SEC deadline delay spells Sarbanes-Oxley relief

As expected, the U.S. Securities and Exchange Commission Thursday announced that it will delay an accelerated filing period for annual reports -- a move expected to help big companies transition more easily to year-end reporting requirements under the Sarbanes-Oxley Act.

In 2002, the SEC made a change to the Securities Exchange Act of 1934 that shortened the amount of time companies would have to file their quarterly and annual reports after the end of a fiscal period. The filing requirements for companies with a market capitalization of US$75 million or more shrank from 90 days within the close of a business cycle to 75 days this year. It was scheduled to be cut to 60 days next year.

But sources close to the issue said the SEC was being pressured by big accounting firms to maintain the 75-day filing requirement for one more year to help big companies make their first transition to a year-end Sarbanes-Oxley deadline. Under the SEC proposal issued today, the current deadline for so-called "accelerated filers" would remain at 75 days for annual reports and 40 days for quarterly reports. The accelerated filing phase-in period would resume for reports filed for fiscal years ending on or after Dec. 15, 2005.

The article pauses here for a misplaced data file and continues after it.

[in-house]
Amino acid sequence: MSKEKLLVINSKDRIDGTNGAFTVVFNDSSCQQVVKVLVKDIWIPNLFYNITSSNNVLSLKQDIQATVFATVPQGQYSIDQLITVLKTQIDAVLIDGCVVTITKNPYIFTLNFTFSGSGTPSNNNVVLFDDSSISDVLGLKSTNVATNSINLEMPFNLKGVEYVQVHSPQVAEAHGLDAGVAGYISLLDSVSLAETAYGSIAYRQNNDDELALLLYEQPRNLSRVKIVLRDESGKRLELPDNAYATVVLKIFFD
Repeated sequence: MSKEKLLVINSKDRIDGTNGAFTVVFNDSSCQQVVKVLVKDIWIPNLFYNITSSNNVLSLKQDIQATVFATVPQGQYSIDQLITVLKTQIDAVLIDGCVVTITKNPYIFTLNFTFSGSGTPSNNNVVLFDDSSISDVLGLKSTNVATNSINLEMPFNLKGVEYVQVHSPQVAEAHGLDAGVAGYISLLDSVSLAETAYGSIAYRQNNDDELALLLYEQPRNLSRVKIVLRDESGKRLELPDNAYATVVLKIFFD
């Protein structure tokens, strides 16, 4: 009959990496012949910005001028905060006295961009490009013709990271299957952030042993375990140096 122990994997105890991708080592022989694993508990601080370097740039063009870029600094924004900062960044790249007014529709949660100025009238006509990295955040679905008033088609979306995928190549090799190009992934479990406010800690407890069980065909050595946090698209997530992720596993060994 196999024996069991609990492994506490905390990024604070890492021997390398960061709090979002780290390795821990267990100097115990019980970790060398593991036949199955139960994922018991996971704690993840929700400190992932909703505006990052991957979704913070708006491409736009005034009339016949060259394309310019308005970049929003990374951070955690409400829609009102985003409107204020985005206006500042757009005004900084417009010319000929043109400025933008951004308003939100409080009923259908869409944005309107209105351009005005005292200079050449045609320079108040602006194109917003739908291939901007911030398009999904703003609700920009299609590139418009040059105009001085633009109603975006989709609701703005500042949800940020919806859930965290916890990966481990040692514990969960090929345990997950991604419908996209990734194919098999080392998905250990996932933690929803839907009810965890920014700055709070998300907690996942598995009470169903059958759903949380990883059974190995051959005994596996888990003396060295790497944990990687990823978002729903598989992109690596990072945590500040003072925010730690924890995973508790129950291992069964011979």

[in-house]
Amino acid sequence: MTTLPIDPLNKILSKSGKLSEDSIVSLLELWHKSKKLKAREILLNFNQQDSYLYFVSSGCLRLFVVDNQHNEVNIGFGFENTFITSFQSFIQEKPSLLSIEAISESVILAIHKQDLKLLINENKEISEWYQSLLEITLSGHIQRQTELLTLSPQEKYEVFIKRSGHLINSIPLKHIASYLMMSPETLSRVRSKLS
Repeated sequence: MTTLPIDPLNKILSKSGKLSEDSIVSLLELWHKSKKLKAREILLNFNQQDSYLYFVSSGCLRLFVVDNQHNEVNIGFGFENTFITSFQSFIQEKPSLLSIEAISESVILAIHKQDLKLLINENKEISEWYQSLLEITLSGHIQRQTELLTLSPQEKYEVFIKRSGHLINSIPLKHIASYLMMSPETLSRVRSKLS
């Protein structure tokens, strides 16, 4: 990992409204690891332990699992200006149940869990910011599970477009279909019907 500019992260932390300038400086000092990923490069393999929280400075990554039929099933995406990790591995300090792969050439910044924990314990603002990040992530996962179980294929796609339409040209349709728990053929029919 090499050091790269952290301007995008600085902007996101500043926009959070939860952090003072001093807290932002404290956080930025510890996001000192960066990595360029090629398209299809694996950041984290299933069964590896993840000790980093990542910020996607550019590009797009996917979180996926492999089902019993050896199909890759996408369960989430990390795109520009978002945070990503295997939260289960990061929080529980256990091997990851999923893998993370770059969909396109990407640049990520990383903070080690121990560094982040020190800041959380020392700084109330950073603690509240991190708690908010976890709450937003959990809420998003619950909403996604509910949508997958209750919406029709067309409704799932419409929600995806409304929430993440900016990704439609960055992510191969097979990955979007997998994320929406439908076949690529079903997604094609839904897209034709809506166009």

SEC registrants have 30 days to comment on the proposal.

Under Section 404 of the Sarbanes-Oxley Act of 2002, large companies must document in their annual reports the financial and IT controls they have in place for fiscal years that end on or after Nov. 15, 2004.

The nation's Big Four accounting firms recently asked the SEC "that they not push it (the filing requirement) to 60 days, at least for the moment, to help companies deal with these current pressures," said Marios Damianides, international president of the Information Systems Audit and Control Association and the Information Technology Governance Institute. Both are in Rolling Meadows, Ill.

For the past few weeks, rumors have been swirling that the SEC might extend the deadline for public companies to meet Section 404 requirements altogether. But sources said those rumors are unfounded and were based on misinterpretations of recent comments made by SEC officials; Section 404 enforcement delays aren't anticipated.

An SEC spokesman declined to comment.

"(The SEC has) already postponed Section 404 deadlines twice. If they keep backing down and do it a third time, people are going to question their credibility," said Tim Welu, CEO of Paisley Consulting Inc., a Cokato, Minn., firm that develops software for managing audits of both IT and financial controls.

"I think they'd only extend the accelerated filing period," said Eric Clarke, internal audit director at Bresler & Reiner, a real estate investment trust. "If they keep extending the deadline for meeting Section 404 requirements, it won't do anything for investor confidence."

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